Care Tips for Trees:
Newly planted trees require adequate water. For the first two weeks, water each tree thoroughly every 2 days in hot weather or 4 days in cool weather, depending on temperature, wind or rain conditions. Do this by allowing water to run from the garden hose at low pressure near the base of each plant, until the soil is loose and muddy. This may be take about 15-20 minutes for each tree.
Care Tips for Shrubs:
Newly planted shrubs require adequate water. For the first two weeks, water each shrub thoroughly every 2 days in hot weather or 4 days in cool weather, depending on temperature, wind or rain conditions. Do this by hand watering with a hose (no attachment) near the base of each plant, until the soil is loose and muddy. This may be take about 3-5 minutes for each shrub.
Care Tips for Perennials:
Newly planted perennials require adequate water. For the first two weeks, water each perennial thoroughly every 2 days in hot weather or 4 days in cool weather as needed, depending on temperature wind or rain conditions. Do this by hand watering with a hose (no attachment) near the base of each plant, until the soil is loose and muddy. This may be take about 1-3 minutes for each perennial.
After Two Weeks:
After the initial two-week period, water plants on an as needed basis. You will want to check the soil near the plants by lightly digging with your hand. The soil should be moist, not muddy or too dry. If the soil is dry, give the plants a thorough soaking. This may be every 5-10 days, depending on weather conditions.
Some soils drain quickly while others drain slowly. Too much water can kill a plant as does too little. Plants with wilted leaves are showing signs of stress that may be from either cause. Be aware that soil coverings such as fabric with stone or bark help to retain moisture. You will need to check the soil beneath these materials. The easiest way to do this is near the base of a plant where a slice was made for the plant to fit through the fabric. Check your plants once a week for the first year.
- Allow the roots and soil to dry SLIGHTLY between waterings.
- Lawn sprinkler systems may over water new plants.
- Watering in the morning is the best time of the day.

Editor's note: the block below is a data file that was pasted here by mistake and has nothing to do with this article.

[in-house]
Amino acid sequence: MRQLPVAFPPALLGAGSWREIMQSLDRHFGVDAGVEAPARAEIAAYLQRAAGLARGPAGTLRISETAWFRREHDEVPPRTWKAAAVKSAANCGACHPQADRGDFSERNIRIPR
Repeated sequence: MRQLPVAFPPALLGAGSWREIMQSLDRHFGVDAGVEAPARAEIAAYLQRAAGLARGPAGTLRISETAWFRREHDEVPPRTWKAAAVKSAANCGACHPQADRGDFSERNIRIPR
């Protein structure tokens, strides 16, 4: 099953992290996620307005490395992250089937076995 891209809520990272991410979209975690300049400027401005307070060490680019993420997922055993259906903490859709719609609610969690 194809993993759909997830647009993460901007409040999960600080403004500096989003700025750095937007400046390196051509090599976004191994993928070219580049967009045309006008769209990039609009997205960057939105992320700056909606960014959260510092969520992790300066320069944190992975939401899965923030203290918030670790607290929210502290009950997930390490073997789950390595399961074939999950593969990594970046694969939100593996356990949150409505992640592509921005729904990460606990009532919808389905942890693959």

- Some plants require more water like Birch, Willow, Hydrangea, Dogwood, Ninebark & Potentilla.
- It may take up to two seasons for new plants to establish enough roots where supplemental watering isn’t needed.
- Over & under watering plants will void any warranty.
Newly Seeded Lawn:
Provide water by sprinkling once or twice a day to keep the top layer of soil constantly moist. Avoid standing water. Keep traffic off the area as much as possible. If a mulch material was used, be sure to re-cover any areas that may have become bare due to wind, rain or traffic. Once grass appears (7-14 days) allow the soil surface to dry out slightly between waterings; this may be every other day or so. Due to wind sun and shade some areas may need more or less attention than others. By 4-5 weeks you new lawn will only require water twice a week.
- Keep young grass moist in hot and windy weather. These conditions can destroy a newly seeded lawn.
- Use a new lawn starter fertilizer when you new lawn is about 4 weeks old. Fertilize every 6 weeks with a quality fertilizer thereafter.
- Weeds will also grow in a new lawn. Do not attempt to spray herbicide on the weeds until the lawn has been mowed for the third time. Herbicide may kill the new grass.
- It takes a minimum of a year of quality care to turn a newly seeded lawn into a sod-like lawn. It will take longer yet if the new lawn does not receive proper water, fertilization and weed control.
- Thin areas in the lawn will thicken with time & quality care. Bare spots will need to be reseeded. Call for an evaluation.
Mowing your newly seeded lawn can take place as soon as possible. For the first year of your new seed, mow it at your lawn mowers highest setting. Keep lawn mower blades sharp, and mow often enough so that you’re not removing more than 1/3 of the height.
- Normally the straw and/or netting can be left in place. However, if any straw or netting has bunched up, it should be removed before mowing. The netting is easily removed with a sharp utility knife.
- The lawn will need to dry out for a few days before you mow so you don’t rut the lawn. Grass clippings should be left on the lawn, unless they’re excessive.
Newly Sodded Lawn:
The initial watering of the sod will require a very thorough soaking. Water should be applied until all areas are soaked to a soil depth of about 2 inches. Then provide daily watering of approximately ¼ inch of water until the sod has established its root system (approximately 2 weeks). Narrow strips of sod and edge areas such as along curbs, drives, and walks may need extra attention to prevent drying out. IF YOU DO NOT WATER ENOUGH, THE SOD WILL SHRINK AND/OR DIE. You need to water enough to maintain a lush green color and yet not remain soggy for extended periods of time.
Sod that is fading or graying in color is not receiving adequate water. During very hot or windy weather, try to keep water on the sod during the worst parts of the day to help counteract the effects of the sun and wind. Evening watering is less desirable as it may promote disease. After about 2-2 ½ weeks, watering should be cut back to twice a week or as needed to keep it green and lush.
- Your new sod should be mowed after approximately 10 days and be kept mowed thereafter. The lawn will need to dry out for a few days before you mow so you don’t rut the lawn. Grass clippings should be left on the lawn unless they’re excessive.